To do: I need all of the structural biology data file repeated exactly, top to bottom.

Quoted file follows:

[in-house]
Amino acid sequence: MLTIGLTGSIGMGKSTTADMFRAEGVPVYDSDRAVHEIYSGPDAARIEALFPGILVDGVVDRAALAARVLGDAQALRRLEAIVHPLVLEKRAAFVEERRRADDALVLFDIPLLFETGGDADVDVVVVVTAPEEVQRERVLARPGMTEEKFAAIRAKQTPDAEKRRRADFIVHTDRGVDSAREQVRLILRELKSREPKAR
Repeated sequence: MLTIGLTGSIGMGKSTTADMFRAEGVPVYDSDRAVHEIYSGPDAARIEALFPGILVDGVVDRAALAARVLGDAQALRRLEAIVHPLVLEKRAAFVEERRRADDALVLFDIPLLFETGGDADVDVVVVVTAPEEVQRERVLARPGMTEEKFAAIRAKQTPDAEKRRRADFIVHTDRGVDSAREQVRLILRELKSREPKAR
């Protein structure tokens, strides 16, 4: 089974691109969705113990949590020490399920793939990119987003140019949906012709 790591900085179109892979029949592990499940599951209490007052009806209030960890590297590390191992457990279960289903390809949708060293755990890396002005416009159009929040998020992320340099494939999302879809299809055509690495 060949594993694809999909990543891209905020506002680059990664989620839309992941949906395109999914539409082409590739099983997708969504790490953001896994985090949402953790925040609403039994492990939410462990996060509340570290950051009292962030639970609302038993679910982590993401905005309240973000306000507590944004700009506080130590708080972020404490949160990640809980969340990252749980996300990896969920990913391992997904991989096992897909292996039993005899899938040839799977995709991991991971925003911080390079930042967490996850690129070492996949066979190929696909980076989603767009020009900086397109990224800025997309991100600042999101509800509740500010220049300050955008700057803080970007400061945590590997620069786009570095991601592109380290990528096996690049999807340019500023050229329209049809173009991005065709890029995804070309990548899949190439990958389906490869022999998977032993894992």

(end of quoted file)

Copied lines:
[in-house]
Amino acid sequence: MLTIGLTGSIGMGKSTTADMFRAEGVPVYDSDRAVHEIYSGPDAARIEALFPGILVDGVVDRAALAARVLGDAQALRRLEAIVHPLVLEKRAAFVEERRRADDALVLFDIPLLFETGGDADVDVVVVVTAPEEVQRERVLARPGMTEEKFAAIRAKQTPDAEKRRRADFIVHTDRGVDSAREQVRLILRELKSREPKAR
Repeated sequence: MLTIGLTGSIGMGKSTTADMFRAEGVPVYDSDRAVHEIYSGPDAARIEALFPGILVDGVVDRAALAARVLGDAQALRRLEAIVHPLVLEKRAAFVEERRRADDALVLFDIPLLFETGGDADVDVVVVVTAPEEVQRERVLARPGMTEEKFAAIRAKQTPDAEKRRRADFIVHTDRGVDSAREQVRLILRELKSREPKAR
């Protein structure tokens, strides 16, 4: 089974691109969705113990949590020490399920793939990119987003140019949906012709 790591900085179109892979029949592990499940599951209490007052009806209030960890590297590390191992457990279960289903390809949708060293755990890396002005416009159009929040998020992320340099494939999302879809299809055509690495 060949594993694809999909990543891209905020506002680059990664989620839309992941949906395109999914539409082409590739099983997708969504790490953001896994985090949402953790925040609403039994492990939410462990996060509340570290950051009292962030639970609302038993679910982590993401905005309240973000306000507590944004700009506080130590708080972020404490949160990640809980969340990252749980996300990896969920990913391992997904991989096992897909292996039993005899899938040839799977995709991991991971925003911080390079930042967490996850690129070492996949066979190929696909980076989603767009020009900086397109990224800025997309991100600042999101509800509740500010220049300050955008700057803080970007400061945590590997620069786009570095991601592109380290990528096996690049999807340019500023050229329209049809173009991005065709890029995804070309990548899949190439990958389906490869022999998977032993894992």